STEVEN DOWNES reviews one of those rarities in sports publishing: a humorous book which is genuinely funny
This weekend will properly demonstrate how sport can go from the sublime to the ridiculous, barely pausing for breath along the way. This evening, Chris Robshaw will lead out the England team at Murrayfield, the captaincy of his national side the apogee of a rugby player’s career.
Steven Gauge’s book title must be a delight for publishers Summersdale in this age of easy click Amazon sales, as I am told that the market for Belle de Nuit material remains vast. The market for comedy books about sport is somewhat less so, though Gauge’s efforts deserve to correct that in the coming months.
The sub-title might put off a few of the dirty mac brigade as they trawl the internet for a bit of semi-respectable porn (or even just for a semi): “When a middle-aged bloke discovered rugby”.
But the sub-title also serves as a perfect summary of this autobiographical traipse through a mid-life crisis and weekends with the third worst team in Surrey.
I ought to declare an interest at this stage. I am in this book. It is a fleeting appearance, in keeping with my brief display on a rugby pitch alongside Gauge. After the second match, I was persuaded not to play again: having myopically managed to concuss our team’s best player with the first headbutt of my life, it was suggested that I was too much of a danger to my own side.
I had been lured into thinking I could even contemplate taking to the rugby pitch by the personable Gauge, who happened to be coaching my younger lad in the under-12s on a Sunday morning. He somehow mentioned in passing that he spent his Saturday afternoons captaining the seniors’ 4th XV. The 4ths was a relatively new side at Warlingham, set up by Gauge especially for those who, according to his own motto for the team, “don’t give a sh*t about being sh*t”. It sounded ideal.
Since Gauge’s rugby career has lasted a good deal longer than two games, he is able to recount in full life in the casual nether reaches of British sport. It is a world that is light years away from Premiership football, and pretty far removed even from life in Warlingham’s 1st XV in the ninth (or is it eighth?) rung of English rugby.
It is a much more real, and warm world, apart from Saturday afternoons in January, a world where most of the changing rooms have a unique odour, a bizarre mix of Wintergreen and diarrhoea which is guaranteed to make your eyes water – not a good look just before you run out to play in the rough and tumble world of fourth team rugby.
It is 50 years since Michael Green published his Art of Coarse Rugby, one of the rare sports comedy books that fulfilled both sides of its remit. That book made me laugh out loud, and Gauge’s book did so, too.
That might have something to do with Gauge’s descriptions of some of the characters he had encountered along the way, some of whom Gauge has opted to change their names for the purposes of this book. If this has been done on the basis of libel advice of some sort, then Gauge had better engage another solicitor, because his descriptions of “Smudger” and a game of musical beds when on tour in Paris, or of referee “Hamish McKilt”, are hilariously recognisable, and thoroughly actionable.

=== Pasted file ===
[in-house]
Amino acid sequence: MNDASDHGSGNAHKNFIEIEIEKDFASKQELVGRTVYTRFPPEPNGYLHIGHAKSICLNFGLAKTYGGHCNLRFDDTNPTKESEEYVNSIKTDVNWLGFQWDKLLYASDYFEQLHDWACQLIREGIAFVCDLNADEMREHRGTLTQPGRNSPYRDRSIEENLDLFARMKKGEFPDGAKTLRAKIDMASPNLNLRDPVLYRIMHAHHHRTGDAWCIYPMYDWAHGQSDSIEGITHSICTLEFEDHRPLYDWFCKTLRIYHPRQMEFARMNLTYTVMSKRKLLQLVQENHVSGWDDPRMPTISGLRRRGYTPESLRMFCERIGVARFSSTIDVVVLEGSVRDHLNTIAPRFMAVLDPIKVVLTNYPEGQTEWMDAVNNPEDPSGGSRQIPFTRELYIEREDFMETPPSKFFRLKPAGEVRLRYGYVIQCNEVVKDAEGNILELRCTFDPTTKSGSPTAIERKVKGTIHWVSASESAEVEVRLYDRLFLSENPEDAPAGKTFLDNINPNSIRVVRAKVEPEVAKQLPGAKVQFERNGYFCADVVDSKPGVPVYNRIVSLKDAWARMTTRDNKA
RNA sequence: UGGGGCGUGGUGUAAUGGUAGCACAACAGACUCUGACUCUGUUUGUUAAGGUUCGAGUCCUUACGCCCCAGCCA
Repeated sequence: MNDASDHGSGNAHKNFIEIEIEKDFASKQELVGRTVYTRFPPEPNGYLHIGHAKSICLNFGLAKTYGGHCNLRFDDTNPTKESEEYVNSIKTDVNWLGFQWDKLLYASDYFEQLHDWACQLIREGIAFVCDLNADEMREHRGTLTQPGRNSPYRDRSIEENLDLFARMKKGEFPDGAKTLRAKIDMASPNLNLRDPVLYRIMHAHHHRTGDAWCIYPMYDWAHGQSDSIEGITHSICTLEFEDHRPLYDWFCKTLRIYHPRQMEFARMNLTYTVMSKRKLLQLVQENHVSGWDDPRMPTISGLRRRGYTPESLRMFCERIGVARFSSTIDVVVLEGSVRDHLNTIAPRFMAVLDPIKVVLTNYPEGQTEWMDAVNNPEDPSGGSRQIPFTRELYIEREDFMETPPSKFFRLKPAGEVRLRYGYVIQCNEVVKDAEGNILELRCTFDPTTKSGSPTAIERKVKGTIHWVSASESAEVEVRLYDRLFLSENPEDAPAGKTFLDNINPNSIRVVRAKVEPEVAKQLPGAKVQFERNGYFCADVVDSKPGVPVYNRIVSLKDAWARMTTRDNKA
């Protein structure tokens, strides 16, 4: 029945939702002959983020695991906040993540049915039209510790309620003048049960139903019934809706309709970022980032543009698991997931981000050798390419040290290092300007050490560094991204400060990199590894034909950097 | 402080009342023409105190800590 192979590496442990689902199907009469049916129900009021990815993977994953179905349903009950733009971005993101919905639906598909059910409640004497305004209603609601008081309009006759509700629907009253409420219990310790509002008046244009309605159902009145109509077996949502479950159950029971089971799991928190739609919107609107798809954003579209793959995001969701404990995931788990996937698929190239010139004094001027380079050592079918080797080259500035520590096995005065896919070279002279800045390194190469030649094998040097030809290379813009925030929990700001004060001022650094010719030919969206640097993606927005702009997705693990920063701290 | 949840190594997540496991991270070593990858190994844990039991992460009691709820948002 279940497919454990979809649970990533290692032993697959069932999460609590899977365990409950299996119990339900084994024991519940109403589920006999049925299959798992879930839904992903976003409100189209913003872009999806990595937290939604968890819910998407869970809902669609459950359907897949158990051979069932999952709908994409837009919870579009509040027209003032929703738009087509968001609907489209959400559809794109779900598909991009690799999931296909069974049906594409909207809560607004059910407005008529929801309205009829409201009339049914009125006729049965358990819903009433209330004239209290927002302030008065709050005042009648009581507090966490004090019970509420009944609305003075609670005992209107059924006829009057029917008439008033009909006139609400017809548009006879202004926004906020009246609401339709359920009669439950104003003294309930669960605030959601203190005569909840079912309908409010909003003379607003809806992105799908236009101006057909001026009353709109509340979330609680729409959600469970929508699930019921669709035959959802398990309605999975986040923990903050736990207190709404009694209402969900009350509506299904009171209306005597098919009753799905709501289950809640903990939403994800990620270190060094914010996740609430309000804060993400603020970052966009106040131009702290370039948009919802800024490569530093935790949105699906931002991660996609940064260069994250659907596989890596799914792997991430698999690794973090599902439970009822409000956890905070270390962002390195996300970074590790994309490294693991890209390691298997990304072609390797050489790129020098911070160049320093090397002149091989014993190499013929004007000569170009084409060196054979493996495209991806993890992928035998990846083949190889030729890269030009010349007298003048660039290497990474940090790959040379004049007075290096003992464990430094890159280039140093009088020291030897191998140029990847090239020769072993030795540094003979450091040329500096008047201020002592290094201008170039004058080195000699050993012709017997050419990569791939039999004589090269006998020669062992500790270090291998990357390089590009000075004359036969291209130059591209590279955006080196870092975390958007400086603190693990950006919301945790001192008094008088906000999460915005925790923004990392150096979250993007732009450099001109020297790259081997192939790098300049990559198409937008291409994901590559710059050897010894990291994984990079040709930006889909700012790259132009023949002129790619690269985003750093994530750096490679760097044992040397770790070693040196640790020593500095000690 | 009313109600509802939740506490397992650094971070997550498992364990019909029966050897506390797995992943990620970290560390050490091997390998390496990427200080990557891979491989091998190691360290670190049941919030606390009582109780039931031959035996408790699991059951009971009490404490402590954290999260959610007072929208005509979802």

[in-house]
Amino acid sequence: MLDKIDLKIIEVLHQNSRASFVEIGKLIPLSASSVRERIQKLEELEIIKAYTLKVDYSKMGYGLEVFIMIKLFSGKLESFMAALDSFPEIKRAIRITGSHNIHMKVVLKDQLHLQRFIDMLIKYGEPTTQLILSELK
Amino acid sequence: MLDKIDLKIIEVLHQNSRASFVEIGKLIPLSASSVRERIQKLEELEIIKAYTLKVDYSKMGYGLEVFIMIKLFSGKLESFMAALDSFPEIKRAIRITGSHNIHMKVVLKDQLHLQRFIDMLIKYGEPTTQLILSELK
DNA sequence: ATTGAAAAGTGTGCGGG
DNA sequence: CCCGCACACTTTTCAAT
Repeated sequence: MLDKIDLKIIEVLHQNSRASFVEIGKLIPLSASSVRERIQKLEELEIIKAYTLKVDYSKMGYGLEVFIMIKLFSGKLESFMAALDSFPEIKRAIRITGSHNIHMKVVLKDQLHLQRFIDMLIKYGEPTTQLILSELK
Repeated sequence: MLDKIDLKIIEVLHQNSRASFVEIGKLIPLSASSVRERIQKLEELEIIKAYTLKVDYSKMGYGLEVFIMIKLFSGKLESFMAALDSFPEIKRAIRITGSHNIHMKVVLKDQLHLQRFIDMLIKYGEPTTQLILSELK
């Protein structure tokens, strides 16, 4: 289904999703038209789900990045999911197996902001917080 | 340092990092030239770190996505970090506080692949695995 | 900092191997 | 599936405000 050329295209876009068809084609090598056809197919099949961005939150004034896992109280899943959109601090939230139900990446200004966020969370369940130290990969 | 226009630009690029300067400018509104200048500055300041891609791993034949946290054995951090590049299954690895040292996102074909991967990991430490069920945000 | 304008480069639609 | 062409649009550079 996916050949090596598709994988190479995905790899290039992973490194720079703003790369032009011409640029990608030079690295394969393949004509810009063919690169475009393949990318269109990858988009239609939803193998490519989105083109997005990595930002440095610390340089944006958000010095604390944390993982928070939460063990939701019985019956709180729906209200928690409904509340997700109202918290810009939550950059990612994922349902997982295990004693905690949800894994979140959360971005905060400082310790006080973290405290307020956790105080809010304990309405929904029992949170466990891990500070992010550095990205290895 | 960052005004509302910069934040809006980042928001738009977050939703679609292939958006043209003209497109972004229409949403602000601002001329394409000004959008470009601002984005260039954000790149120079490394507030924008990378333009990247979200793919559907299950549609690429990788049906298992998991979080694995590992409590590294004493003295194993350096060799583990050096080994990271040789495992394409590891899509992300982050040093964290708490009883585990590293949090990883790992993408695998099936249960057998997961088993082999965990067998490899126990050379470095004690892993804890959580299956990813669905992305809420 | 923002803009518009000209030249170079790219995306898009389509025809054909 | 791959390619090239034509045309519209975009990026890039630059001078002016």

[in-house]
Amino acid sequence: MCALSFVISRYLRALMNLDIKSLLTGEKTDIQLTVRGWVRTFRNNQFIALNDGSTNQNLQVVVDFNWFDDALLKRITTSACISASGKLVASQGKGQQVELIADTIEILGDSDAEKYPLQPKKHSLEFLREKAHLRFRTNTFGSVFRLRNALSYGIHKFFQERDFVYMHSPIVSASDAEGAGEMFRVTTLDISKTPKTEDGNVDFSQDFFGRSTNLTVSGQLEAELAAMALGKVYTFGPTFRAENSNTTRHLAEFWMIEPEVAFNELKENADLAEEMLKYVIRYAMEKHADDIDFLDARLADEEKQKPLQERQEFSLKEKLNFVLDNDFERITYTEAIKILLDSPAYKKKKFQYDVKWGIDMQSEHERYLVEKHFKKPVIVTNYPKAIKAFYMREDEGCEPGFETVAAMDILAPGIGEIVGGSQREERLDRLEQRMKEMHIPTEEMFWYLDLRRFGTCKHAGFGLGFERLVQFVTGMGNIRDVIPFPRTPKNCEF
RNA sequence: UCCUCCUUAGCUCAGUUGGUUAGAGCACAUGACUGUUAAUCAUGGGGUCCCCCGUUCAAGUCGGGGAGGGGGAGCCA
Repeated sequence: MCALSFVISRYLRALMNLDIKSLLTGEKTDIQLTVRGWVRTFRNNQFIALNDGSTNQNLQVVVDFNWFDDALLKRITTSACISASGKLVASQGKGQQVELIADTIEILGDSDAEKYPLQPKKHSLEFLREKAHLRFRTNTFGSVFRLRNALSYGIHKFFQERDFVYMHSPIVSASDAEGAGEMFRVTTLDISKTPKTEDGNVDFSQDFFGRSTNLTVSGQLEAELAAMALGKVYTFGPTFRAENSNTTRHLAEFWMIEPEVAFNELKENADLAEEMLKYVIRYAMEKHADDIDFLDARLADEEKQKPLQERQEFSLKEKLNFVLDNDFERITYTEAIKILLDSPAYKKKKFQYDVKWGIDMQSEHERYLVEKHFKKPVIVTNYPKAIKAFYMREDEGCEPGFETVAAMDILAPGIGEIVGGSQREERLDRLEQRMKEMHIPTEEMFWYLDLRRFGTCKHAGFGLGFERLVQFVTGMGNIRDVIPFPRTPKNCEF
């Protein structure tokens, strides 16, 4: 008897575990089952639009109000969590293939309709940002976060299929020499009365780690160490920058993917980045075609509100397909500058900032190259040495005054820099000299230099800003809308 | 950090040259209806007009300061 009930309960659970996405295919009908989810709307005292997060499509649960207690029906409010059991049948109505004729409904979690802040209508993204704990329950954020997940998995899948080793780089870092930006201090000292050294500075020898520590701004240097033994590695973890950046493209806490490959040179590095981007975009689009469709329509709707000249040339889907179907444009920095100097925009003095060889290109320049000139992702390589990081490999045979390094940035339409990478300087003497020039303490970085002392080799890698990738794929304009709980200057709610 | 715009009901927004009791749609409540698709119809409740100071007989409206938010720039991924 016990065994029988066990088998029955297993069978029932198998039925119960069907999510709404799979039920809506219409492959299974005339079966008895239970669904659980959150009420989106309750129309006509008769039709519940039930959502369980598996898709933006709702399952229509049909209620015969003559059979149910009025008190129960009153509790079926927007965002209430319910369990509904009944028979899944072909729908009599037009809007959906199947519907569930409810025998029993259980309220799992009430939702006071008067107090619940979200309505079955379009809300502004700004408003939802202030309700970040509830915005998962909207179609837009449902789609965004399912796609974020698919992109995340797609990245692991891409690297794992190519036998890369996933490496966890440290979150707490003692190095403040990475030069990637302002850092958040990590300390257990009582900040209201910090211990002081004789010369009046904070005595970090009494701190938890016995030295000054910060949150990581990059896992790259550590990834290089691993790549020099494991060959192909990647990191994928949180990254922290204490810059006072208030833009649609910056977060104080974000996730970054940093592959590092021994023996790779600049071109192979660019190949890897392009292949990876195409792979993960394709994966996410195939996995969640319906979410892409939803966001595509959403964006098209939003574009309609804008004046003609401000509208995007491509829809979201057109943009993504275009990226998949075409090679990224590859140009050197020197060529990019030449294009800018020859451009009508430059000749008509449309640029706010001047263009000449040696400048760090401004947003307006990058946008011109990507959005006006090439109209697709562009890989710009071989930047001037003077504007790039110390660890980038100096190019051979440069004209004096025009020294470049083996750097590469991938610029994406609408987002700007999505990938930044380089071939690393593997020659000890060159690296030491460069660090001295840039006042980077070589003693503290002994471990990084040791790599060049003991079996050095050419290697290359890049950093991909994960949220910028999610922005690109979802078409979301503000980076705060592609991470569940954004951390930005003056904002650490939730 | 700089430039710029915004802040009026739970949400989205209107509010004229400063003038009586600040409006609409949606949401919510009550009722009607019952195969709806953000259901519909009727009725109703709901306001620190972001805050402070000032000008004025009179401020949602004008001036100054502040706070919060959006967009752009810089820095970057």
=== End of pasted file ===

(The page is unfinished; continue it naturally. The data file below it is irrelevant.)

Gauge has a tidy line in self-deprecation throughout the book, so the fact that he used to be chief executive of the Suzy Lamplugh Trust, or that he managed Nick Clegg’s campaign at the last general election, or that he once used the word “Existentialism” as a line-out call get barely a mention.
Humour, though, is a notoriously difficult thing to judge, and probably more difficult to write. So you may want to read this sample passage, about the aforesaid Scottish referee, to judge for yourself.
Very occasionally Hamish went the extra mile to ensure harmony on the pitch. In one game we were playing a side called London French. There are a number of sides in London with historical links to other countries or counties, including London Cornish and London Irish. Many others have links to schools and universities. But with falling player numbers most clubs will take anyone who wants to play regardless of nationality or old school tie.
London French’s lower side didn’t appear to have any French players whatsoever but Hamish refused to acknowledge this aberration. He took great pains to offer his judgements and rulings in both English and very poor sub O-level French. As his grumpiness grew throughout the game and his angry Glaswegian/Gallic instructions grew louder and louder, he ended up shouting violently in fluent Franglais at the opposition captain: ‘Penalty pour les mains dans le ruck… Retournez dix metres maintenant or else c’est le sin bin pour vous.’
Eventually the London French skipper replied, ‘I’ve no idea what you are saying, mate, I’m from Fulham.’
In between providing media training for Macedonian political parties, Steven Gauge is still turning out for the Warlingham 4ths most Saturdays, but he’s no longer captain. The team has been promoted two seasons running and are no longer the third worst team in Surrey. But I doubt very much whether it is quite as much fun as depicted in My Life As A Hooker.
- My Life As A Hooker: When A Middle-Aged Bloke Discovered Rugby, by Steven Gauge (240pp), is published by Summersdale, priced £7.99
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